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What Is a Line Break?

By A. Leverkuhn
Updated May 17, 2024
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A line break in poetry happens when the writer ends a specific line of text and starts on the line below. This standard convention in poetry has changed along with the various poetic forms of different eras. In the modern era, poets frequently make use of multiple line breaks to break up sentences, and even individual words, for various kinds of artistic effect.

In classic Western poetry, line breaks often conform to specific poetic meters, with rhymes in pairs or quatrains. The line breaks were part of a rigid system of creating symmetrical, straightforward poetry that expressed classic ideas and emotions in standard ways.

When fixed verse or highly structured conventional poetry began to give way to freer poetic techniques, the ways that poets used line breaks also changed. Here, students of literature began to make a distinction between end-stopping, where a specific idea coincided with the end of a line, and enjambment, where an individual idea or phrase continued over a series of poetic lines. Poets began to use line breaks prolifically for expressing somewhat arbitrary pauses, or for other dramatic effects.

As the line break began to be more and more common in poetry, many forms of modern poetry began to appear more abstract. The lines of poetry in general became much more fragmented, where a typical line might not include an entire sentence or a fixed meter. The line break began to function as a way of arranging more abstract short phrases into an overall pattern that the reader often had to understand intuitively, which remains part of the challenge of reading modern poetry.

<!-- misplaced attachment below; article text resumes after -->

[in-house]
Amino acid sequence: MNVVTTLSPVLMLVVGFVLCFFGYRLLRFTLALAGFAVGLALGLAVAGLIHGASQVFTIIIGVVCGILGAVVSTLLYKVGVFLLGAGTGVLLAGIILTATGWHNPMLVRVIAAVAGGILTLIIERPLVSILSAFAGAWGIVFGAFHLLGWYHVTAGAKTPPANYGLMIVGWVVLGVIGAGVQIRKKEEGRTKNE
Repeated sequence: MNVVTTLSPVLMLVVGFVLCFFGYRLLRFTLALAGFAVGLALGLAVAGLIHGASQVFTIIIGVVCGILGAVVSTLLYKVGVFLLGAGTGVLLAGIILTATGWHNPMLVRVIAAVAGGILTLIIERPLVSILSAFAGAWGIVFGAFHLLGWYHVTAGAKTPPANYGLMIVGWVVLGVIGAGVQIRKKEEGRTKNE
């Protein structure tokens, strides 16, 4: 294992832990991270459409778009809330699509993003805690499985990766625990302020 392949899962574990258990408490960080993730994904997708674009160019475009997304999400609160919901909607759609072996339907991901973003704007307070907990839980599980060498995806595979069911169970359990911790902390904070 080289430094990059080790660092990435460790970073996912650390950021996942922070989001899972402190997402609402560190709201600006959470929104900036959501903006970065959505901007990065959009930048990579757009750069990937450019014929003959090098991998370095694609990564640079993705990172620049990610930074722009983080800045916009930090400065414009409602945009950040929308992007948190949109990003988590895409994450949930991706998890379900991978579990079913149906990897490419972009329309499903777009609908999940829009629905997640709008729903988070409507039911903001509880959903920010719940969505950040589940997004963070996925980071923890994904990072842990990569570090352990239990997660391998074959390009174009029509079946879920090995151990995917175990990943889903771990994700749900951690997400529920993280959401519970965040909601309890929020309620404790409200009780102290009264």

Poets often understand that the technical use of line breaks coincides with the use of white space on a page to showcase a poem or other piece of writing. Throughout the evolution of poetry in the last century, the use of white space has become more and more important. Publishing methods have also changed, which perhaps contributes to the overall use of a line break. For example, much modern poetry that is disseminated through Internet browsers or smart phone devices may need specific types of line breaks that showcase the poem or other piece of writing effectively when it is read on these devices. The line break is thus an important yet sometimes overlooked resource for modern poets and writers.

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Discussion Comments
By RocketLanch8 — On Apr 24, 2014

My favorite poet is ee cummings, and he was a master at line breaks. Once you catch on to what he's trying to do, you realize he's painting a poem visually, not just linguistically.

By Ruggercat68 — On Apr 23, 2014

I'm a published poet myself, and I use line breaks to force emphasis on certain words. It's a lot like the down beat in music. As a line of poetry grows longer, the reader starts losing a sense of tension. If it goes too far, it's like running out of breath. If I break the line at a point of high tension, the next word on the next line gets a jolt. A lot of free verse poetry is built around this idea of tension and release. The judicious use of line breaks is one way to achieve it.

I will say that many beginning poets will use frequent and arbitrary line breaks to make a piece sound more "poetic". If the line is really a sentence, most of the time it needs to be read as a sentence. Breaking it up into several fragments isn't going to give it any more weight.

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